12

A VLSI Architecture for

Image Composition

Christopher D. Shaw, Mark Green, and Jonathan Schaeffer

This paper descnbes a new parallel architecture for performing high-speed raster graphics. A central host broadcasts

graphical objects to a number of identical graphics processors Eaoh graphics prooessor produces a raster depicting

Its graphical object on a transparent black background. and passes the raster to a leaf of a tree of

VLSI

processors

called

Compositors.

Each Compositor combines a pair of rasters, performing anti·aliased hidden surface removal,

and passes the composed raster to the next level of the tree, Appearing at the root of the tree is the final raster

containing all objects at the correct depth with hidden surfaces removed.

This paper gives an outline of the algorithm by Duff that the Compositor Will implement The algorithm proves to be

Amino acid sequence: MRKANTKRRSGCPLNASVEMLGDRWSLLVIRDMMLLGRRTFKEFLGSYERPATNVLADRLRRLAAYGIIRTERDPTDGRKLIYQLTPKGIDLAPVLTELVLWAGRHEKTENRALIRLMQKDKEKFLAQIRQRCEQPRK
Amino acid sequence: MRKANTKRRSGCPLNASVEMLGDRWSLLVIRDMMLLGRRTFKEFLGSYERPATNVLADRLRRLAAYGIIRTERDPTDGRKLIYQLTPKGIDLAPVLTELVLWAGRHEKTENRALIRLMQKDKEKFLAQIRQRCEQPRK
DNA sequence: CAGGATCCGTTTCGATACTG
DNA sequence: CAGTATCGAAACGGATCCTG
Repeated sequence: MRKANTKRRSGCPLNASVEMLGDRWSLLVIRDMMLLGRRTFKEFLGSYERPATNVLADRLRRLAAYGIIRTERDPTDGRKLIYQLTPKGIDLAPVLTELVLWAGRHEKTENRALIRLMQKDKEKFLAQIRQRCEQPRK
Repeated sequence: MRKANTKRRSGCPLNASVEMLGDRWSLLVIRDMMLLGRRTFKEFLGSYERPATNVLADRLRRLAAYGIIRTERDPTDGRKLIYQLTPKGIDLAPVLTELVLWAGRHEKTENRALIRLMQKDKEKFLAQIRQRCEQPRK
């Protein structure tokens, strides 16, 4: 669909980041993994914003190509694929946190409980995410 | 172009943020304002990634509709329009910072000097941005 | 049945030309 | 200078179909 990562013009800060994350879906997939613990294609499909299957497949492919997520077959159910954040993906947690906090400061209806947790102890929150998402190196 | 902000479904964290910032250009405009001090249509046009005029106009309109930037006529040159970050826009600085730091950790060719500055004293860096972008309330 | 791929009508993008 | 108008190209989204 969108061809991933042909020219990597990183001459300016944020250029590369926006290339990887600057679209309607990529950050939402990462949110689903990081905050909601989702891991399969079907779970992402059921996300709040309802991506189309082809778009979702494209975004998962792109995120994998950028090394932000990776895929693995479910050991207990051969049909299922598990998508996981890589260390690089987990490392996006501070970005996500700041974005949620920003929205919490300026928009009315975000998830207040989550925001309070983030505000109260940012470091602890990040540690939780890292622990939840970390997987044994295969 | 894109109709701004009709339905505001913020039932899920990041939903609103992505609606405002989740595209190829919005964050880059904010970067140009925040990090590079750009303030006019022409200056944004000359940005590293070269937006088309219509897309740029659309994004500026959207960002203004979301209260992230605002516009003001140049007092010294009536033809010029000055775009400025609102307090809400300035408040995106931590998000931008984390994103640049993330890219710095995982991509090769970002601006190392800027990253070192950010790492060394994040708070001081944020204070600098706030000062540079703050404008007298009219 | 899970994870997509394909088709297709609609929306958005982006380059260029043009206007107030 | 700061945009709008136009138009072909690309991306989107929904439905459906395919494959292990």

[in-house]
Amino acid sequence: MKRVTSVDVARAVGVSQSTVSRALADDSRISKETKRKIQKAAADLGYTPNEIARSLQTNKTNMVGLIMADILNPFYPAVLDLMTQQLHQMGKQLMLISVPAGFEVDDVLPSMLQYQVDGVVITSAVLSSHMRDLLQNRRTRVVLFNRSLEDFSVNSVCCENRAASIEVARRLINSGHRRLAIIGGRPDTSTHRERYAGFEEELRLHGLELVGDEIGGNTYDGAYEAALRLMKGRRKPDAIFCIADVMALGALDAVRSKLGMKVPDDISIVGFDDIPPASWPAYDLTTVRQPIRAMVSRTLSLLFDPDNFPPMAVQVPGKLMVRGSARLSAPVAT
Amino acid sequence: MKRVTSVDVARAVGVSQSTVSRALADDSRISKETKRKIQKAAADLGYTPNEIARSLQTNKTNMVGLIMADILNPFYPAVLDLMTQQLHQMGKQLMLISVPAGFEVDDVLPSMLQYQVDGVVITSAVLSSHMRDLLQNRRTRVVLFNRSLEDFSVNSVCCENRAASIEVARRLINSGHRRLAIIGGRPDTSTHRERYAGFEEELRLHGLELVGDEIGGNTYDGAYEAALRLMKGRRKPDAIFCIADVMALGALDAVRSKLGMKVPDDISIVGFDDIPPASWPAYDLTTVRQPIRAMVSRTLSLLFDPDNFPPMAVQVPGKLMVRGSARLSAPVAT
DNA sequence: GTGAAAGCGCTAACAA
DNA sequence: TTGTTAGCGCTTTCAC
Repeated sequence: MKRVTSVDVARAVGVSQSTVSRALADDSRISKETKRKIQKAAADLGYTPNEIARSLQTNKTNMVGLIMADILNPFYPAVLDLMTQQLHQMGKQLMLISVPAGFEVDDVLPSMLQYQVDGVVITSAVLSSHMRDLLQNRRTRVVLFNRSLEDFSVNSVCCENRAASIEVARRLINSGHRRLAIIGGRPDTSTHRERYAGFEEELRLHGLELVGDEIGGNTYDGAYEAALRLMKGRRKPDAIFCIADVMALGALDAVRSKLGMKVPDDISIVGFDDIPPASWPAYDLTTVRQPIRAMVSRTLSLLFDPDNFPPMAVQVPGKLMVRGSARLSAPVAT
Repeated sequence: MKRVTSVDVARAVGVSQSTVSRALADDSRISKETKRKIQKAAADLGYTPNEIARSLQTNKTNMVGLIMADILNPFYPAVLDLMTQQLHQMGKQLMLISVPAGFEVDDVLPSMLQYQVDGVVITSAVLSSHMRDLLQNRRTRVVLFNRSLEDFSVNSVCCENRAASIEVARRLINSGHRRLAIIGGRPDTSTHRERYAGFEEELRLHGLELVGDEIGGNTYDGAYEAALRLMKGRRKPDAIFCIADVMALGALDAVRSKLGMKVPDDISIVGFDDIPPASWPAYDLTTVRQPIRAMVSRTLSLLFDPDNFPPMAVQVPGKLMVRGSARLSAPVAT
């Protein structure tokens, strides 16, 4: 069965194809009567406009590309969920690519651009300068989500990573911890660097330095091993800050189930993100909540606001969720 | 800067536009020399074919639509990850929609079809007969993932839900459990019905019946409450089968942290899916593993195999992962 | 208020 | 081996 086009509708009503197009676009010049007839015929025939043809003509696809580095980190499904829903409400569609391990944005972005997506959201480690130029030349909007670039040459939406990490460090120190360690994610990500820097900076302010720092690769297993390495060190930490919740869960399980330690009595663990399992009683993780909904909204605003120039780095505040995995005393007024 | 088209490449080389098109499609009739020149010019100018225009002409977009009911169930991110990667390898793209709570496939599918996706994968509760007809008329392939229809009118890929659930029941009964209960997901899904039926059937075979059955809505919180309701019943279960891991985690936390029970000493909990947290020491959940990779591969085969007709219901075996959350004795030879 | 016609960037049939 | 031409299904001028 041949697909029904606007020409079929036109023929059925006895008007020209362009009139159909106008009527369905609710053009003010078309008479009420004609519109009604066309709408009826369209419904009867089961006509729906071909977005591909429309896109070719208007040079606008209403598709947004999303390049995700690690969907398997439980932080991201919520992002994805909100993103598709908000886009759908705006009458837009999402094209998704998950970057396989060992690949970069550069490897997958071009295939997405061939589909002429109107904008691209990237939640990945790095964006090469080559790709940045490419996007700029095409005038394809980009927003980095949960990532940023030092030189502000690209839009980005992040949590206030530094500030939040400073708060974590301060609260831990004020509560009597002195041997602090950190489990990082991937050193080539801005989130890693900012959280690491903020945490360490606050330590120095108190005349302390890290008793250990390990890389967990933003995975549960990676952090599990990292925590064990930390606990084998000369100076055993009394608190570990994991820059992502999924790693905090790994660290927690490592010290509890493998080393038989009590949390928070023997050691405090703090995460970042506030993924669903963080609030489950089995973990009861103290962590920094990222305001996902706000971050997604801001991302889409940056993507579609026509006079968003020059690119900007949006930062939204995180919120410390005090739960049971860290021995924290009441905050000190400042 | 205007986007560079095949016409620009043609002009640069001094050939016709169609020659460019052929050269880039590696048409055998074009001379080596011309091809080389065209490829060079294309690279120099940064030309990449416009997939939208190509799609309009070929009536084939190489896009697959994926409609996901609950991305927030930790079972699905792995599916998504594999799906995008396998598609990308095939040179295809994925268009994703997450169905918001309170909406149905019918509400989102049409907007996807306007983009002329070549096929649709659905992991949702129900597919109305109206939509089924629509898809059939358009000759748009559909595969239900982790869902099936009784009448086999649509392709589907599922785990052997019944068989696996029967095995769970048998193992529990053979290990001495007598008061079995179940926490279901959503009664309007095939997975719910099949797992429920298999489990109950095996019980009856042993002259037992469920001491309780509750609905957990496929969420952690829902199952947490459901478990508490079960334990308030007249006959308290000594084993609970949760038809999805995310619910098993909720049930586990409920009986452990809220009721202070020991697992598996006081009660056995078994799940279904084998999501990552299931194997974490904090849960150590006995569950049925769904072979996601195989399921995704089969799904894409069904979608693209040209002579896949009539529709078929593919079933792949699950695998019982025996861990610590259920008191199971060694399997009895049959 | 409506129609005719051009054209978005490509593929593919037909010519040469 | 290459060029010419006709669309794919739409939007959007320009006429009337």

too complex for our implementation technology, so a modification of Duff's algorithm is introduced. The high·level

design of the dataflow part of the

VLSI

chip which implements this modified algorithm is then presented, followed by

performance simulations and conclusions,

1. Introduction

To date. research in the area of specialized 3-D computer graphics architeetures has

concentrated mainly in two areas:

I) Geometry Pipelines, wherein the geometric operations of rotation. transformation.

scaling, projection and clipping are performed by a pipeline of multipliers. The

operands of a geometry pipeline are the objects to be rendered. for example, vertices

of polygons [3,4]. Speedup over traditional general-purpose processors is limited by

the number of multipliers in the pipeline. Of course, better VLSI technology will yield

greater speedup but, in architectural terms, only simple duplication of the geometry

pipeline will improve matters significantly.

2) Rendering processors, which take geometric descriptions of the picture to be rendered

to draw raster images [9, 12]. Here, better VLSI will yield higher speeds. but simple

duplication will not work without sacrifice.

If

two renderers draw pixels on the same

raster, some means of collision avoidance must be developed.

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